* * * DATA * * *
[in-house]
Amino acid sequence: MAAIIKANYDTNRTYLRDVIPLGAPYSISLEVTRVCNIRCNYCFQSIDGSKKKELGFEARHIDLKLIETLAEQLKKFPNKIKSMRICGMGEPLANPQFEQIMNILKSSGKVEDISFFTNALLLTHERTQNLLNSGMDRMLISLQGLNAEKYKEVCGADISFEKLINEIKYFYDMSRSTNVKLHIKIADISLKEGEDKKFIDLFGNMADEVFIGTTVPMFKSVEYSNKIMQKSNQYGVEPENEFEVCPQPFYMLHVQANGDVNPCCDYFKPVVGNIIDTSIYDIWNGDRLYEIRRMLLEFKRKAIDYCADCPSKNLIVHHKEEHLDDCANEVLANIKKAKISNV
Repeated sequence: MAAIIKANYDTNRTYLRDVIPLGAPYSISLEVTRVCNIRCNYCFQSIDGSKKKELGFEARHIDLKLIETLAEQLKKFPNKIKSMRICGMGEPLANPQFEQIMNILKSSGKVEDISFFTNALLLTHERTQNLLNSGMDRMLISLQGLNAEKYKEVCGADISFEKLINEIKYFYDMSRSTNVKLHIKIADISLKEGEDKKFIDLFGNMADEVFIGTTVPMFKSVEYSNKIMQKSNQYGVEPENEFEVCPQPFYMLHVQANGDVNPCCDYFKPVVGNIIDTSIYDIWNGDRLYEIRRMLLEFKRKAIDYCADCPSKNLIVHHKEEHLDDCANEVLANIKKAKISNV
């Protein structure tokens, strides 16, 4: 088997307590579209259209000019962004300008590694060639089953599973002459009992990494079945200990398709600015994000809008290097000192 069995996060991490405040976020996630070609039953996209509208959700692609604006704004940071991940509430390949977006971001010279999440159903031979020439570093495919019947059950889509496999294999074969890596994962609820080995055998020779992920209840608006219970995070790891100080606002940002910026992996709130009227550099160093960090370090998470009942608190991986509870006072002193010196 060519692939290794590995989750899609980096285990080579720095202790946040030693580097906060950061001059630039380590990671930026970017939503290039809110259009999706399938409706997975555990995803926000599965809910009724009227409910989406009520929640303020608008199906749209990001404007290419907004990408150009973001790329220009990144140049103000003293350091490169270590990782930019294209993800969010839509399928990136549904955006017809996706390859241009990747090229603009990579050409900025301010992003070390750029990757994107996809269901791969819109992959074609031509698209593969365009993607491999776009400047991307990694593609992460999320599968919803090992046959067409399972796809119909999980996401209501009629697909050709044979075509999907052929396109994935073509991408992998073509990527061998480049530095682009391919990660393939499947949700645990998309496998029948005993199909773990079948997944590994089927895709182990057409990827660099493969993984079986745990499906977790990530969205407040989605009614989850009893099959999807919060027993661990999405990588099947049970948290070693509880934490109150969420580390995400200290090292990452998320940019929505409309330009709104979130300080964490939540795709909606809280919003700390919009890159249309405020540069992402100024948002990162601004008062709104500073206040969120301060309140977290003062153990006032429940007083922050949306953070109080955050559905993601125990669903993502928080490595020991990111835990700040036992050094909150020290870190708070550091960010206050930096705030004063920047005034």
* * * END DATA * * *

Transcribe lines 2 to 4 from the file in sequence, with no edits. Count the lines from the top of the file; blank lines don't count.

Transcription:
Amino acid sequence: MAAIIKANYDTNRTYLRDVIPLGAPYSISLEVTRVCNIRCNYCFQSIDGSKKKELGFEARHIDLKLIETLAEQLKKFPNKIKSMRICGMGEPLANPQFEQIMNILKSSGKVEDISFFTNALLLTHERTQNLLNSGMDRMLISLQGLNAEKYKEVCGADISFEKLINEIKYFYDMSRSTNVKLHIKIADISLKEGEDKKFIDLFGNMADEVFIGTTVPMFKSVEYSNKIMQKSNQYGVEPENEFEVCPQPFYMLHVQANGDVNPCCDYFKPVVGNIIDTSIYDIWNGDRLYEIRRMLLEFKRKAIDYCADCPSKNLIVHHKEEHLDDCANEVLANIKKAKISNV
Repeated sequence: MAAIIKANYDTNRTYLRDVIPLGAPYSISLEVTRVCNIRCNYCFQSIDGSKKKELGFEARHIDLKLIETLAEQLKKFPNKIKSMRICGMGEPLANPQFEQIMNILKSSGKVEDISFFTNALLLTHERTQNLLNSGMDRMLISLQGLNAEKYKEVCGADISFEKLINEIKYFYDMSRSTNVKLHIKIADISLKEGEDKKFIDLFGNMADEVFIGTTVPMFKSVEYSNKIMQKSNQYGVEPENEFEVCPQPFYMLHVQANGDVNPCCDYFKPVVGNIIDTSIYDIWNGDRLYEIRRMLLEFKRKAIDYCADCPSKNLIVHHKEEHLDDCANEVLANIKKAKISNV
């Protein structure tokens, strides 16, 4: 088997307590579209259209000019962004300008590694060639089953599973002459009992990494079945200990398709600015994000809008290097000192 069995996060991490405040976020996630070609039953996209509208959700692609604006704004940071991940509430390949977006971001010279999440159903031979020439570093495919019947059950889509496999294999074969890596994962609820080995055998020779992920209840608006219970995070790891100080606002940002910026992996709130009227550099160093960090370090998470009942608190991986509870006072002193010196 060519692939290794590995989750899609980096285990080579720095202790946040030693580097906060950061001059630039380590990671930026970017939503290039809110259009999706399938409706997975555990995803926000599965809910009724009227409910989406009520929640303020608008199906749209990001404007290419907004990408150009973001790329220009990144140049103000003293350091490169270590990782930019294209993800969010839509399928990136549904955006017809996706390859241009990747090229603009990579050409900025301010992003070390750029990757994107996809269901791969819109992959074609031509698209593969365009993607491999776009400047991307990694593609992460999320599968919803090992046959067409399972796809119909999980996401209501009629697909050709044979075509999907052929396109994935073509991408992998073509990527061998480049530095682009391919990660393939499947949700645990998309496998029948005993199909773990079948997944590994089927895709182990057409990827660099493969993984079986745990499906977790990530969205407040989605009614989850009893099959999807919060027993661990999405990588099947049970948290070693509880934490109150969420580390995400200290090292990452998320940019929505409309330009709104979130300080964490939540795709909606809280919003700390919009890159249309405020540069992402100024948002990162601004008062709104500073206040969120301060309140977290003062153990006032429940007083922050949306953070109080955050559905993601125990669903993502928080490595020991990111835990700040036992050094909150020290870190708070550091960010206050930096705030004063920047005034």